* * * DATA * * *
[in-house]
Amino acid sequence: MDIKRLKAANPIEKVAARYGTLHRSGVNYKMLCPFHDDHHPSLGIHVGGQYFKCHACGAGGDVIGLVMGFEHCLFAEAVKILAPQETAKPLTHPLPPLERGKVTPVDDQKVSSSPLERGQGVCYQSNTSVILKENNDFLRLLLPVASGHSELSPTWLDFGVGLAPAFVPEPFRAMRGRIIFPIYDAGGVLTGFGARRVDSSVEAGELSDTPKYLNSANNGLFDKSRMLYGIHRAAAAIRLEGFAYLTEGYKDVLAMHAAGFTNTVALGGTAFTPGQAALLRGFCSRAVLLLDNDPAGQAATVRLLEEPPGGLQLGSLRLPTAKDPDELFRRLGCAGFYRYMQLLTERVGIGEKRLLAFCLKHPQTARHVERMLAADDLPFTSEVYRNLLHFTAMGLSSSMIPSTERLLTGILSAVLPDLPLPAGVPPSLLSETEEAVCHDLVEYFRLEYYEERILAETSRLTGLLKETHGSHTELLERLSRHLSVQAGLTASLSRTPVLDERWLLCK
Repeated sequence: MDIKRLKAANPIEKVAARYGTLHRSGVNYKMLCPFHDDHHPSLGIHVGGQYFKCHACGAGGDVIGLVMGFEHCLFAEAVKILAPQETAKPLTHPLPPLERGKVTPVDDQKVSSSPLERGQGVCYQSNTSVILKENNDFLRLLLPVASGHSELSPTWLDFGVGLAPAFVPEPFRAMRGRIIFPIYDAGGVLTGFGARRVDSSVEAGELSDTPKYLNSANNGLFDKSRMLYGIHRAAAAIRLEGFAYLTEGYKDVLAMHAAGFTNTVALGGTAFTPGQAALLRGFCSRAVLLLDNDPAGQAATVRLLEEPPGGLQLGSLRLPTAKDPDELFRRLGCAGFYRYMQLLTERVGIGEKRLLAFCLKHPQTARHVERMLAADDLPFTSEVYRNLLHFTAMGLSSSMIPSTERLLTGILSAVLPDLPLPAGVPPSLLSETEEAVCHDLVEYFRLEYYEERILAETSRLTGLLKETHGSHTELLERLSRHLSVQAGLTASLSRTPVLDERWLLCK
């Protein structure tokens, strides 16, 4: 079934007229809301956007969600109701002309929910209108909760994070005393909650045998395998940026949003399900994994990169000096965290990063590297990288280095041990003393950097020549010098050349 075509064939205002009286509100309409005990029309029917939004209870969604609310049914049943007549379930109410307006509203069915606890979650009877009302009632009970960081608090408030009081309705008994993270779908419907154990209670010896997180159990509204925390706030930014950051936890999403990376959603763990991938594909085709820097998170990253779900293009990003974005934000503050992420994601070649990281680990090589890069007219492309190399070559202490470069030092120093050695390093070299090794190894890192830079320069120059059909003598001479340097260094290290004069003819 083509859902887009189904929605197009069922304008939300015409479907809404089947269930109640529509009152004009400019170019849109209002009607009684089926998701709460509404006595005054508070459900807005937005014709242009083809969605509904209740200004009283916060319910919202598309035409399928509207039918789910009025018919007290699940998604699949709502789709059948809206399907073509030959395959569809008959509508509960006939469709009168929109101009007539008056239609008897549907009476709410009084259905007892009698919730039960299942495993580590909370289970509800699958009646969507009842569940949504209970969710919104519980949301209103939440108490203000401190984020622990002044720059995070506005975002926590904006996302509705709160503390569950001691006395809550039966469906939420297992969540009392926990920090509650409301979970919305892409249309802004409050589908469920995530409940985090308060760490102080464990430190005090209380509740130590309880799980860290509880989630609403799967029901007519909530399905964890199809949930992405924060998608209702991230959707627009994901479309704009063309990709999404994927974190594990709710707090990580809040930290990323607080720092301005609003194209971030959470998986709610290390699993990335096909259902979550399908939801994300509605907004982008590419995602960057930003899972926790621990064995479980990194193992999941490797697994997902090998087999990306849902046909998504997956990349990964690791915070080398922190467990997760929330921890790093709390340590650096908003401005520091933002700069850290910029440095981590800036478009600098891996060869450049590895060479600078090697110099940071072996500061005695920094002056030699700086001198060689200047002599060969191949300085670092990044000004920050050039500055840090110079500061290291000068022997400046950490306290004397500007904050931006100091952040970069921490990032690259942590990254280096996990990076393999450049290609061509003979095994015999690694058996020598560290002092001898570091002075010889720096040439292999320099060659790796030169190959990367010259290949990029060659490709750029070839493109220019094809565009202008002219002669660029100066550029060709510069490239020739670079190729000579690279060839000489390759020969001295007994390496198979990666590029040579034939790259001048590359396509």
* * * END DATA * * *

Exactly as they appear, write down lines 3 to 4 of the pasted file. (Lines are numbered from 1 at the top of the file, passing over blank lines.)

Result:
Repeated sequence: MDIKRLKAANPIEKVAARYGTLHRSGVNYKMLCPFHDDHHPSLGIHVGGQYFKCHACGAGGDVIGLVMGFEHCLFAEAVKILAPQETAKPLTHPLPPLERGKVTPVDDQKVSSSPLERGQGVCYQSNTSVILKENNDFLRLLLPVASGHSELSPTWLDFGVGLAPAFVPEPFRAMRGRIIFPIYDAGGVLTGFGARRVDSSVEAGELSDTPKYLNSANNGLFDKSRMLYGIHRAAAAIRLEGFAYLTEGYKDVLAMHAAGFTNTVALGGTAFTPGQAALLRGFCSRAVLLLDNDPAGQAATVRLLEEPPGGLQLGSLRLPTAKDPDELFRRLGCAGFYRYMQLLTERVGIGEKRLLAFCLKHPQTARHVERMLAADDLPFTSEVYRNLLHFTAMGLSSSMIPSTERLLTGILSAVLPDLPLPAGVPPSLLSETEEAVCHDLVEYFRLEYYEERILAETSRLTGLLKETHGSHTELLERLSRHLSVQAGLTASLSRTPVLDERWLLCK
């Protein structure tokens, strides 16, 4: 079934007229809301956007969600109701002309929910209108909760994070005393909650045998395998940026949003399900994994990169000096965290990063590297990288280095041990003393950097020549010098050349 075509064939205002009286509100309409005990029309029917939004209870969604609310049914049943007549379930109410307006509203069915606890979650009877009302009632009970960081608090408030009081309705008994993270779908419907154990209670010896997180159990509204925390706030930014950051936890999403990376959603763990991938594909085709820097998170990253779900293009990003974005934000503050992420994601070649990281680990090589890069007219492309190399070559202490470069030092120093050695390093070299090794190894890192830079320069120059059909003598001479340097260094290290004069003819 083509859902887009189904929605197009069922304008939300015409479907809404089947269930109640529509009152004009400019170019849109209002009607009684089926998701709460509404006595005054508070459900807005937005014709242009083809969605509904209740200004009283916060319910919202598309035409399928509207039918789910009025018919007290699940998604699949709502789709059948809206399907073509030959395959569809008959509508509960006939469709009168929109101009007539008056239609008897549907009476709410009084259905007892009698919730039960299942495993580590909370289970509800699958009646969507009842569940949504209970969710919104519980949301209103939440108490203000401190984020622990002044720059995070506005975002926590904006996302509705709160503390569950001691006395809550039966469906939420297992969540009392926990920090509650409301979970919305892409249309802004409050589908469920995530409940985090308060760490102080464990430190005090209380509740130590309880799980860290509880989630609403799967029901007519909530399905964890199809949930992405924060998608209702991230959707627009994901479309704009063309990709999404994927974190594990709710707090990580809040930290990323607080720092301005609003194209971030959470998986709610290390699993990335096909259902979550399908939801994300509605907004982008590419995602960057930003899972926790621990064995479980990194193992999941490797697994997902090998087999990306849902046909998504997956990349990964690791915070080398922190467990997760929330921890790093709390340590650096908003401005520091933002700069850290910029440095981590800036478009600098891996060869450049590895060479600078090697110099940071072996500061005695920094002056030699700086001198060689200047002599060969191949300085670092990044000004920050050039500055840090110079500061290291000068022997400046950490306290004397500007904050931006100091952040970069921490990032690259942590990254280096996990990076393999450049290609061509003979095994015999690694058996020598560290002092001898570091002075010889720096040439292999320099060659790796030169190959990367010259290949990029060659490709750029070839493109220019094809565009202008002219002669660029100066550029060709510069490239020739670079190729000579690279060839000489390759020969001295007994390496198979990666590029040579034939790259001048590359396509």